The city of McMinnville is not headed for financial disaster in three years because the economy will improve and revenue will increase, according to Alderman Ken Smith.
Three-year budget projections calculated by city administrator David Rutherford and published in the Aug. 9 edition of the Southern Standard puts the city at $800,000 below what will be needed to begin fiscal year 2016-17. The city needs $2 million in fund balance to begin a new fiscal year.
By Rutherford’s projections, the city’s fund balance will dwindle the next three years. By 2015-16, it will be just $1.2 million at the end of the fiscal year.
“I do appreciate David putting that information together for us because it does show us how much revenue we have to generate over the next three years to avoid financial problems,” said Smith during a Finance Committee meeting.
Rutherford’s information was based on expense projections.
“The expense section is exactly right,” said Smith. “We have an increase in the expense section, but we don’t show an increase in revenue. Obviously, if your expenses go up and your revenue doesn’t, you will eventually run into a shortfall.”
Smith says the numbers are skewed because they don’t reflect an increase in city revenue.
“In the three-year budget, revenue didn’t increase any,” said Smith. “We increased our expenses in almost all categories, about 90 percent of them, but we didn’t increase revenue. We know we are going to have increased revenue over the next three years. So, that will alleviate any shortfall.”
The only revenue increase Rutherford’s three-year projection shows is an increase in sales tax recovery due to an agreement between the city and county that will return 4 percent compounded annually. In fiscal year 2013-14, the sales tax recovery payment is projected at $140,000.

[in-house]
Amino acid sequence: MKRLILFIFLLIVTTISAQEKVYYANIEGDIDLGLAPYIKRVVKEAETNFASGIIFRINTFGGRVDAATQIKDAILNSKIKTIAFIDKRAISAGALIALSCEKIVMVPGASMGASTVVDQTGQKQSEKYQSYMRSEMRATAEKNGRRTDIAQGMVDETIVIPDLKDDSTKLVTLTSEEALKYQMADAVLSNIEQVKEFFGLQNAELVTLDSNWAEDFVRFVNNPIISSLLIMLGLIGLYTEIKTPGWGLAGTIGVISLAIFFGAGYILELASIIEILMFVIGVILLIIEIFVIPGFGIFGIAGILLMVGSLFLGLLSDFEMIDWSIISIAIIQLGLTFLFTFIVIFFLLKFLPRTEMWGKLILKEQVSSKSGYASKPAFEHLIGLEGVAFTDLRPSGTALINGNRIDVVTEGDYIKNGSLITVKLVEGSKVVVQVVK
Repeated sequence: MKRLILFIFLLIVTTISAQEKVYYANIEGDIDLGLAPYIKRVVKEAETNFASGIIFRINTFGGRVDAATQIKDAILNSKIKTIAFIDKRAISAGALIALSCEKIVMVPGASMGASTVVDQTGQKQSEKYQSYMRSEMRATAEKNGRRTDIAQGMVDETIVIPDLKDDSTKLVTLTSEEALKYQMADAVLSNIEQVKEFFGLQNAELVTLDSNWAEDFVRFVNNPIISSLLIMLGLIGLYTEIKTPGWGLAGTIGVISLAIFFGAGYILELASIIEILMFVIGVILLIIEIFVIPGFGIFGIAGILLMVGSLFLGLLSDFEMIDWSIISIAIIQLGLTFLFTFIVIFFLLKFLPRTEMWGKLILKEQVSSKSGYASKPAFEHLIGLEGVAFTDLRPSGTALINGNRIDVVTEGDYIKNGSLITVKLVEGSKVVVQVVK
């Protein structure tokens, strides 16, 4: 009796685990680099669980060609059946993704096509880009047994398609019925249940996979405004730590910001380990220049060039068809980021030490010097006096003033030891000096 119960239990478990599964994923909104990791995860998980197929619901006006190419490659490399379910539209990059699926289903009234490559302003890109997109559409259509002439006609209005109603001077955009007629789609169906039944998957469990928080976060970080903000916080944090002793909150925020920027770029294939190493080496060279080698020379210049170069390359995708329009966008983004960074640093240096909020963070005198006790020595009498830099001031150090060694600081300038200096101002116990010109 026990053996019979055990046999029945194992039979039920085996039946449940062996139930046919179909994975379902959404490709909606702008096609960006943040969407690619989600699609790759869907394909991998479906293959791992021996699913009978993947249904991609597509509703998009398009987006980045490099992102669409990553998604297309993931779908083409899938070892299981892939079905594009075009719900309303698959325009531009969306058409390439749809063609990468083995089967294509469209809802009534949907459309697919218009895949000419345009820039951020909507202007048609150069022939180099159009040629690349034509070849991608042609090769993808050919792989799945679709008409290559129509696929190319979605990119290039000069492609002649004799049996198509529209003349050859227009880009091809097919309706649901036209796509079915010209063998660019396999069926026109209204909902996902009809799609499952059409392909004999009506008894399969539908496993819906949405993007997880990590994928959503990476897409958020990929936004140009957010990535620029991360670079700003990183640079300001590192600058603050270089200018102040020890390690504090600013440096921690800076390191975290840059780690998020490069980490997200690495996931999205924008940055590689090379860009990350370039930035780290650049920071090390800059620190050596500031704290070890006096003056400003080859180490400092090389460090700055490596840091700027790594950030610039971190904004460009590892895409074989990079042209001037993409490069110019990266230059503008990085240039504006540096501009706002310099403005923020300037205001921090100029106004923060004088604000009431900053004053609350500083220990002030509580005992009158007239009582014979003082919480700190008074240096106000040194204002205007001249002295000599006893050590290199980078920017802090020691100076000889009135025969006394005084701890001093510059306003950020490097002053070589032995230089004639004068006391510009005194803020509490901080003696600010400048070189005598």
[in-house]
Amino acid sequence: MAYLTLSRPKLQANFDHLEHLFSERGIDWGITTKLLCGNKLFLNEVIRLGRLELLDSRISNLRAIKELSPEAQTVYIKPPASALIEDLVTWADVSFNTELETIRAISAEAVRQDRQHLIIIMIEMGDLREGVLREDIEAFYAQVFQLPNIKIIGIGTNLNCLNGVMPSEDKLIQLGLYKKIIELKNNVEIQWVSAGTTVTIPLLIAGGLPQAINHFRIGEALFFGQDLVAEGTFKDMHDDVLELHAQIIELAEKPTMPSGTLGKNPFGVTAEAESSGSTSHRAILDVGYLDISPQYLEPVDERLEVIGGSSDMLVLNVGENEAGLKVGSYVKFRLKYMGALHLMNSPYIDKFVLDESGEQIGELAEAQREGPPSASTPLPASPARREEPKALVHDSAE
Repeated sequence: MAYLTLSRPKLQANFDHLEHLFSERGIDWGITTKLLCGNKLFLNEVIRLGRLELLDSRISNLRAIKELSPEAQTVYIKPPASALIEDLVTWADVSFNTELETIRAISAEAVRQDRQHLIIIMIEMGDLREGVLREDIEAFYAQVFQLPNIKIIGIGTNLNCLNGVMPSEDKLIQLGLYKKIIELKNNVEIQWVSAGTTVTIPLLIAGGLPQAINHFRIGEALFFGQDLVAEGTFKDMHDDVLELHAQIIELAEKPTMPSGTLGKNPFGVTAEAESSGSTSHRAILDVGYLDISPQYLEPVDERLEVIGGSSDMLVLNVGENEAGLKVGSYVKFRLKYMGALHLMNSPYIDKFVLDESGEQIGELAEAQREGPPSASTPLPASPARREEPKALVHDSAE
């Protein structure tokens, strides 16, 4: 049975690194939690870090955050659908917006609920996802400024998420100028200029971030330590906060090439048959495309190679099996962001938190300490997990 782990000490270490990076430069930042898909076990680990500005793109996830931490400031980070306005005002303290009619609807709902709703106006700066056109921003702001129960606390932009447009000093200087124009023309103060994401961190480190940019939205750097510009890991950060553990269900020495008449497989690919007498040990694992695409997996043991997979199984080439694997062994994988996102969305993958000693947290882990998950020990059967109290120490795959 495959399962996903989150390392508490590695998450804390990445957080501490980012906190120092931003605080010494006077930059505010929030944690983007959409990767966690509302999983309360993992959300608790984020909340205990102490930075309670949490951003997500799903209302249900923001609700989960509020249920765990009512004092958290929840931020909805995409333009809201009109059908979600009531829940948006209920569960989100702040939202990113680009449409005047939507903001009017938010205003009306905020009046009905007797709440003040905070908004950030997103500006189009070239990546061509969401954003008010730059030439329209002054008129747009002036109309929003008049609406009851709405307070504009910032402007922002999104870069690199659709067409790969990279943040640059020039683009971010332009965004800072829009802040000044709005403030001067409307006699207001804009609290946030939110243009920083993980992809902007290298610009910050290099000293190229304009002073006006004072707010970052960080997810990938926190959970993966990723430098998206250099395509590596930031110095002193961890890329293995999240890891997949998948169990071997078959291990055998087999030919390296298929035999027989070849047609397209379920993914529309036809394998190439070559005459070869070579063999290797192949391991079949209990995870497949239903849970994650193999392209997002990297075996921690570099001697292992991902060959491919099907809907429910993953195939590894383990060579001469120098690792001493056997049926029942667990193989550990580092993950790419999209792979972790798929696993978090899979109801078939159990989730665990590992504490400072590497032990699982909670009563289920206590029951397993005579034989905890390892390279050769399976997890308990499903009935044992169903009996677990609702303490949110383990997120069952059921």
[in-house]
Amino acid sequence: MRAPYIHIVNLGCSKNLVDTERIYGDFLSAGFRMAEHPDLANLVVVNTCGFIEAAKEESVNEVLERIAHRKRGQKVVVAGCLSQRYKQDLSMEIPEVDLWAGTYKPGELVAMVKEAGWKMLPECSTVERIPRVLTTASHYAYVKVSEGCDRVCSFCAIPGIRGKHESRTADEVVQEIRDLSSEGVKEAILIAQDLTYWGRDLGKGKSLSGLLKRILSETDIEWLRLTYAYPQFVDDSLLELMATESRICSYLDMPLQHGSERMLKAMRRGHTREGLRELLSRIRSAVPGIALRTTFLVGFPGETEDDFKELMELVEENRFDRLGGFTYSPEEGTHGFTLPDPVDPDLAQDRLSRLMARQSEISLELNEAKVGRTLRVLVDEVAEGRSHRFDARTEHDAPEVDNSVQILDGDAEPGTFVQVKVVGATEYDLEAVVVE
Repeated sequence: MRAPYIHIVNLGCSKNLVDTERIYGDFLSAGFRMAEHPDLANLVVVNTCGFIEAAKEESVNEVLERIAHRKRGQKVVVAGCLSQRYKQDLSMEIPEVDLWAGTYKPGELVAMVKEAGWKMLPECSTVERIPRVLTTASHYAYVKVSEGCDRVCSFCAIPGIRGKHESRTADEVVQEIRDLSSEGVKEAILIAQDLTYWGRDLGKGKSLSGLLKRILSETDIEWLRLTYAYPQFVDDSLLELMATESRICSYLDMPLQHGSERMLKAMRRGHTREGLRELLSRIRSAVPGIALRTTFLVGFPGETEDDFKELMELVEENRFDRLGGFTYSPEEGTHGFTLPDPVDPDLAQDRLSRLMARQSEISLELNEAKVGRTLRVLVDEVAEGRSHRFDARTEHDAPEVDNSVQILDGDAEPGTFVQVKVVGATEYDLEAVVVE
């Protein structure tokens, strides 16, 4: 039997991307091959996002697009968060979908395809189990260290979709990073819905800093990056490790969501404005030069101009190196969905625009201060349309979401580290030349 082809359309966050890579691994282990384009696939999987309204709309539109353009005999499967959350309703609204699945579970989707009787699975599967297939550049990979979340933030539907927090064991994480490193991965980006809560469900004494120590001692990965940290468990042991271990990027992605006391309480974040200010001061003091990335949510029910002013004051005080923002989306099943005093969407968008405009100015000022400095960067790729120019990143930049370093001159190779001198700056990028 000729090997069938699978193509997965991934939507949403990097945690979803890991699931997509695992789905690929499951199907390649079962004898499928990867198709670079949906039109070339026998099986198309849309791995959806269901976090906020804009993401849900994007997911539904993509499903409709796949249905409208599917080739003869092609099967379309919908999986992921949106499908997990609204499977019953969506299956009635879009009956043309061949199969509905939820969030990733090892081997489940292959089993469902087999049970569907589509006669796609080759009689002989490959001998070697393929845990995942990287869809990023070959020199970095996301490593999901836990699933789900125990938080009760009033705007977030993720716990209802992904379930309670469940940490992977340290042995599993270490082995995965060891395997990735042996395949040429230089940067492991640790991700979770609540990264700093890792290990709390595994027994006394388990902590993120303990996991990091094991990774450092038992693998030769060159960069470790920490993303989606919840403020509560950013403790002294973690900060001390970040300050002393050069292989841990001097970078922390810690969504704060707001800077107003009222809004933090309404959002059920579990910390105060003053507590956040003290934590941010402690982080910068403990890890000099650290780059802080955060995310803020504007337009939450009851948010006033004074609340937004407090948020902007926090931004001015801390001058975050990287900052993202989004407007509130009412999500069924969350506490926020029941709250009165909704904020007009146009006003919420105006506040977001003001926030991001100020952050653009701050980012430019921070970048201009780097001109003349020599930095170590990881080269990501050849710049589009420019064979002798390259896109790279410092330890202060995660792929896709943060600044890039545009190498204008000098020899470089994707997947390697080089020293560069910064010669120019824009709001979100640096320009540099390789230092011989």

Smith says other areas in which the city gets revenue will increase:
• “We know the wholesale beer tax, which is $520,000 in the 2013-14 budget and $520,000 in the 2015-16 budget, will more than likely will go up. We don’t know how much.”
• “The state sales tax is $900,000 over each of the next three years. Well, with the economy getting better, people will spend more money. Therefore, we are going to get more taxes.”
• “We have driver safety school at $60,000 for the next three years and city court fines at $300,000 for the next three years. I bet those will probably increase. I don’t see it going down.”
Smith wants next year’s projection on expenses to include a projection on revenue increases.
“So, I guess that kind of stuff gets people riled up and concern is something we need to watch in the future,” said Smith. “I think next year, when it comes out, we need to have a three-year increase in revenue, too. We can guesstimate on revenue as well as we can guesstimate on expenses.”
Rutherford’s projections did not include funds to pay the debt service associated with demolition or renovation of the Blue Building, or operating expenses for Park Theatre.